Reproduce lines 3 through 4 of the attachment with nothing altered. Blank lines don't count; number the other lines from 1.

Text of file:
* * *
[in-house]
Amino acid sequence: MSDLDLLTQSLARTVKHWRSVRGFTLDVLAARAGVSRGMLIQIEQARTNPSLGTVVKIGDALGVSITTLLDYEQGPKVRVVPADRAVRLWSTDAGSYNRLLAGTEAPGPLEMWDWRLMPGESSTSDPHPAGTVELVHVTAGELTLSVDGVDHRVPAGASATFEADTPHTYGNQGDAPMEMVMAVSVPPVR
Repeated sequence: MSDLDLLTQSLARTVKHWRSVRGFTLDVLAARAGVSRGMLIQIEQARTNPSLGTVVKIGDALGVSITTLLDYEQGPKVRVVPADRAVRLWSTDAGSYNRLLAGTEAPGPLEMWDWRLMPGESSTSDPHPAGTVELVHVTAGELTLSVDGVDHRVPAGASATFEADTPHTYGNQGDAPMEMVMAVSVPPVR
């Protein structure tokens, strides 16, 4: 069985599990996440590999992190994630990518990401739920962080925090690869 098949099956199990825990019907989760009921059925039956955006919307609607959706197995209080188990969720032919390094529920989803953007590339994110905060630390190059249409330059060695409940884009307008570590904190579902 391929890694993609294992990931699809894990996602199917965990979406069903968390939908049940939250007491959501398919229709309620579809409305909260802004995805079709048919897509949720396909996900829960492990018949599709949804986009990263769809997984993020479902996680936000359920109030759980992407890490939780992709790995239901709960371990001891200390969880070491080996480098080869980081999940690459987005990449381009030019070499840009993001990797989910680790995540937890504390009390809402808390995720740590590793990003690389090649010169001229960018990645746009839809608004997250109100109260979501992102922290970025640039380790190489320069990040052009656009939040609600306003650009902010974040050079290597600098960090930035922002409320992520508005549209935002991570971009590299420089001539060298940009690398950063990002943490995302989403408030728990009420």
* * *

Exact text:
Repeated sequence: MSDLDLLTQSLARTVKHWRSVRGFTLDVLAARAGVSRGMLIQIEQARTNPSLGTVVKIGDALGVSITTLLDYEQGPKVRVVPADRAVRLWSTDAGSYNRLLAGTEAPGPLEMWDWRLMPGESSTSDPHPAGTVELVHVTAGELTLSVDGVDHRVPAGASATFEADTPHTYGNQGDAPMEMVMAVSVPPVR
């Protein structure tokens, strides 16, 4: 069985599990996440590999992190994630990518990401739920962080925090690869 098949099956199990825990019907989760009921059925039956955006919307609607959706197995209080188990969720032919390094529920989803953007590339994110905060630390190059249409330059060695409940884009307008570590904190579902 391929890694993609294992990931699809894990996602199917965990979406069903968390939908049940939250007491959501398919229709309620579809409305909260802004995805079709048919897509949720396909996900829960492990018949599709949804986009990263769809997984993020479902996680936000359920109030759980992407890490939780992709790995239901709960371990001891200390969880070491080996480098080869980081999940690459987005990449381009030019070499840009993001990797989910680790995540937890504390009390809402808390995720740590590793990003690389090649010169001229960018990645746009839809608004997250109100109260979501992102922290970025640039380790190489320069990040052009656009939040609600306003650009902010974040050079290597600098960090930035922002409320992520508005549209935002991570971009590299420089001539060298940009690398950063990002943490995302989403408030728990009420």